French authorities recently raided the Paris headquarters of two U.S. corporate giants, Google and McDonald’s. The European Commission is investigating tax deals that Amazon and Apple reached in Luxembourg and Ireland. And the commission has also accused the Netherlands of allowing Starbucks to avoid more than $30 million in taxes.
Across Europe, just how much — or little — U.S. multinational firms are paying in taxes is coming under intense scrutiny.
While the U.S. companies say they are paying what they owe, European authorities have argued that many firms have developed complex tax strategies to lower their tax bills, sometimes with the help of countries hungry for the jobs they can bring.
The battle playing out across Europe mimics, in many ways, a debate that has sparked populist anger in the United States: Are U.S. companies getting special treatment, or are they being unfairly targeted?
The fight, in essence, centers on the more than $2 trillion in overseas profits that U.S. corporations have refused to bring back to the United States, where they would face a hefty tax bill. U.S. lawmakers and regulators have lamented the practice but have had little success in pressing the corporations to bring the money home.
Now European tax authorities are also eyeing this money, international tax experts say. The profits have often been routed through low-tax European countries, potentially cheating others nations in which the companies operate, they argue.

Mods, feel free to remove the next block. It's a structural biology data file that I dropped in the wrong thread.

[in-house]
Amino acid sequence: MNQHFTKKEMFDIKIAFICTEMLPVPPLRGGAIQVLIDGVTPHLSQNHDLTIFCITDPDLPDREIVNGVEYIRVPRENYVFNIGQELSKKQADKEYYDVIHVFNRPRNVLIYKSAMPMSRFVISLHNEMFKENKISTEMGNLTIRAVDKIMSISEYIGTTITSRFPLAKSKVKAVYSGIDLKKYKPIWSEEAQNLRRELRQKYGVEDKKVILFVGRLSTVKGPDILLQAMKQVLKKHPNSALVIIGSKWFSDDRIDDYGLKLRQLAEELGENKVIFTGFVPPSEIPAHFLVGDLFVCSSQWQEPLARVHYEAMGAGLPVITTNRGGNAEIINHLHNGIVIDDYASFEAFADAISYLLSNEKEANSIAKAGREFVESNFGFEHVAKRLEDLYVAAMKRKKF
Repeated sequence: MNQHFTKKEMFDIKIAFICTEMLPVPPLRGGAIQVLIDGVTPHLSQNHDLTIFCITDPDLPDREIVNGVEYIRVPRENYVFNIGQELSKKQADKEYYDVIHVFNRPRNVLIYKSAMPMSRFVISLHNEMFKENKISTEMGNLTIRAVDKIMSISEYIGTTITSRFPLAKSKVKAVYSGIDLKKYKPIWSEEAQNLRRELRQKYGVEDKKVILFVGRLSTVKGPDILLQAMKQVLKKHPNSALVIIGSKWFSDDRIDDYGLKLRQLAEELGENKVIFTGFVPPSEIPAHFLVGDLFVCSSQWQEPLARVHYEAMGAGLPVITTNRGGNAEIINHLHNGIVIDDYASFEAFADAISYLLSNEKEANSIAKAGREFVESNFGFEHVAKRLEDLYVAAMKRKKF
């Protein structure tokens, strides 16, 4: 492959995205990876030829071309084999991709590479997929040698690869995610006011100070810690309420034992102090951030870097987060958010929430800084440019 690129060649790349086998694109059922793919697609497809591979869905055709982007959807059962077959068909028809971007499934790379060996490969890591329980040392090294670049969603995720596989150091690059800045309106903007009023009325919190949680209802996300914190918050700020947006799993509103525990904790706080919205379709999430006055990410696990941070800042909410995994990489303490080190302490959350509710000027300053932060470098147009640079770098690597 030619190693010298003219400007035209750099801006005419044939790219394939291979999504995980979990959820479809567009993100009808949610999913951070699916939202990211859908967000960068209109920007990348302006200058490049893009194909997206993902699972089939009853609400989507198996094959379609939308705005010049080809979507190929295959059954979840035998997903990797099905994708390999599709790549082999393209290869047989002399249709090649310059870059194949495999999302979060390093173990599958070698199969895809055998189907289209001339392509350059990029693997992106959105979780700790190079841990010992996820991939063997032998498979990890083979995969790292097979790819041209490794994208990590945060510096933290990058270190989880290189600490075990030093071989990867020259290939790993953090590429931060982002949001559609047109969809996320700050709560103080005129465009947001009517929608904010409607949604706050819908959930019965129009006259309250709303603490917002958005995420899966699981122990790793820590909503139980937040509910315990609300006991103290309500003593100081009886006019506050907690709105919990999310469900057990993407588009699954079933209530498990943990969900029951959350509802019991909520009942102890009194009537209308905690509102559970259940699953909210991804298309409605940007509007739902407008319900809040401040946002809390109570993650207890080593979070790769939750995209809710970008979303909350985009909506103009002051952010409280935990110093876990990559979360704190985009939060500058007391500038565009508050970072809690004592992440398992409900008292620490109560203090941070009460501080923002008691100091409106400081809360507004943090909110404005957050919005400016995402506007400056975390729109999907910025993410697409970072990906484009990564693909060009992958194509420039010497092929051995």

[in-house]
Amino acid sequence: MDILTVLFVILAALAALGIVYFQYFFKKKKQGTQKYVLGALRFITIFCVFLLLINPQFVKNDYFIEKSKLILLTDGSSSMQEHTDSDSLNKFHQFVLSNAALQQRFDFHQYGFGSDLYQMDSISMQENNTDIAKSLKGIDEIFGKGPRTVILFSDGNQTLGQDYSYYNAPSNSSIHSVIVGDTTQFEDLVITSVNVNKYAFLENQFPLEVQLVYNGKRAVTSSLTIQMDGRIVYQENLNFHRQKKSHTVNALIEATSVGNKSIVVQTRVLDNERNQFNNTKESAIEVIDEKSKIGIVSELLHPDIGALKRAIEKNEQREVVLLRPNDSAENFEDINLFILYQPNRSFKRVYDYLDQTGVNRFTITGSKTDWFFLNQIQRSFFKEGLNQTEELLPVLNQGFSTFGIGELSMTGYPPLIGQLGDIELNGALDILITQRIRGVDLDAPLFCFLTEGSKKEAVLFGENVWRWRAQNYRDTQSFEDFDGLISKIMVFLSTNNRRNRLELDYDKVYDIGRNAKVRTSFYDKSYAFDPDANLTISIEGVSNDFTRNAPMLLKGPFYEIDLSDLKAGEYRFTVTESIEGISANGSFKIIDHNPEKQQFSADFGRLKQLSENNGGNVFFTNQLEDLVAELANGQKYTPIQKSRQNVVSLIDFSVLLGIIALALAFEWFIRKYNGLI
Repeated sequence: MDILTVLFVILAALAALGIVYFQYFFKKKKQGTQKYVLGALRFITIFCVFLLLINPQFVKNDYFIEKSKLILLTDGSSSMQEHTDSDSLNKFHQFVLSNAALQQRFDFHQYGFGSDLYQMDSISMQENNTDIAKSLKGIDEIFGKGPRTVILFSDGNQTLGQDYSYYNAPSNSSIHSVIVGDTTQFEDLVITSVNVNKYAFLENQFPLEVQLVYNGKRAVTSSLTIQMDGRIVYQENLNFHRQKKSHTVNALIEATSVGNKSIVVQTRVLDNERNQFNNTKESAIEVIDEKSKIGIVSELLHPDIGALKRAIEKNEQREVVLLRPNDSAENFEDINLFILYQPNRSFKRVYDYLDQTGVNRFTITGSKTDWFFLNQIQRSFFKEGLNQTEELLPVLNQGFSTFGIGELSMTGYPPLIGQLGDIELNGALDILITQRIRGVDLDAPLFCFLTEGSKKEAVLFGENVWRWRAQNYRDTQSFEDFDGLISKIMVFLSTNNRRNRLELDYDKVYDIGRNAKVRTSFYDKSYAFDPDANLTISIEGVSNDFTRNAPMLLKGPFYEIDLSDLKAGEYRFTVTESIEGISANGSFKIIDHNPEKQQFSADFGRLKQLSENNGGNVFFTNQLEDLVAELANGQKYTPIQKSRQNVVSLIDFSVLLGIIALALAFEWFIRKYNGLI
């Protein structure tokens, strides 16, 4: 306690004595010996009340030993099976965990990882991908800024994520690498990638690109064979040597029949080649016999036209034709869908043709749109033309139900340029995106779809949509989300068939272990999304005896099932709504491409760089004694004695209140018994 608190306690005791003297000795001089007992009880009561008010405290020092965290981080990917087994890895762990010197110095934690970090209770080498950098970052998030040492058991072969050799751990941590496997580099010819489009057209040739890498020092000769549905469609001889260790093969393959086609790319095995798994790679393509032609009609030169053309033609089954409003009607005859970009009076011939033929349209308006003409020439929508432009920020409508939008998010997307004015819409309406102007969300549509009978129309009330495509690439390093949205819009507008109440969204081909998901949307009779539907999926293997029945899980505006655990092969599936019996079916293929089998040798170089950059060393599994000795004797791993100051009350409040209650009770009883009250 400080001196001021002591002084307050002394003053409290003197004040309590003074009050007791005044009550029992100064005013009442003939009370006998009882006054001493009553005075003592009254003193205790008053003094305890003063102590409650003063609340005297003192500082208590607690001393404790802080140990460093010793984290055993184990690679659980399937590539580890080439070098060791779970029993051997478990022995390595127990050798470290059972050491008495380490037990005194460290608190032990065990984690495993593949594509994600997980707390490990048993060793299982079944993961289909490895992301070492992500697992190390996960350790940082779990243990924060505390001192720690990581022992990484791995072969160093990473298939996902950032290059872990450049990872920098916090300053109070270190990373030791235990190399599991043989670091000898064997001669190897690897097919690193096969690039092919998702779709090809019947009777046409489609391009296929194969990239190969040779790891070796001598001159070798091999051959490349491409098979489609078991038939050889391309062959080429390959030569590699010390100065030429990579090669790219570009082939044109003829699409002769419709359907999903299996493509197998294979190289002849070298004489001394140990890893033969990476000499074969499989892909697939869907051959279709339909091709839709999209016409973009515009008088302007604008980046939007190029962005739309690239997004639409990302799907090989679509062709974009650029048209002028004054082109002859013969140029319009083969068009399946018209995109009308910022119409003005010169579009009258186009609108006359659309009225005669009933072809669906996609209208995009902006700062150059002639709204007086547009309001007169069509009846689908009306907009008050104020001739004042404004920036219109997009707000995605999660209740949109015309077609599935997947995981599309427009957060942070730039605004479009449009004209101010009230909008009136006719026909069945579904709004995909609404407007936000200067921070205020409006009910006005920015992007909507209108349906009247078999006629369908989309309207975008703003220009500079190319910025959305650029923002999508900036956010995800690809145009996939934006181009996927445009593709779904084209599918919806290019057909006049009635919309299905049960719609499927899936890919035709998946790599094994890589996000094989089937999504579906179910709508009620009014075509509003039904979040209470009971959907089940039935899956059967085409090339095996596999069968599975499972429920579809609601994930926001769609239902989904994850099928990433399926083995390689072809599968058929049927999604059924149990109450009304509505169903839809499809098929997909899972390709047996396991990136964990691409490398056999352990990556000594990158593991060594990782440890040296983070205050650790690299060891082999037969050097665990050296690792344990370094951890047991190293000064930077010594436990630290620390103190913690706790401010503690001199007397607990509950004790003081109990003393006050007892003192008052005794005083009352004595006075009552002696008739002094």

“The Americans, we haven’t been doing anything about this. In the meantime, the Europeans, facing serious austerity, they look at this [money] and say, ‘Some of it belongs to us,’ ” said Reuven S. Avi-Yonah, a University of Michigan law professor who specializes in corporate and international taxation.
“It looks to me that they are going to tax it first,” he said. “What worries me is that we will lose the opportunity to collect some of that income, especially on the stuff that has been earned already.”
If Europe is successful in increasing the amount U.S. companies pay in overseas taxes, that would lower the amount that could be collected in the United States, international tax experts say.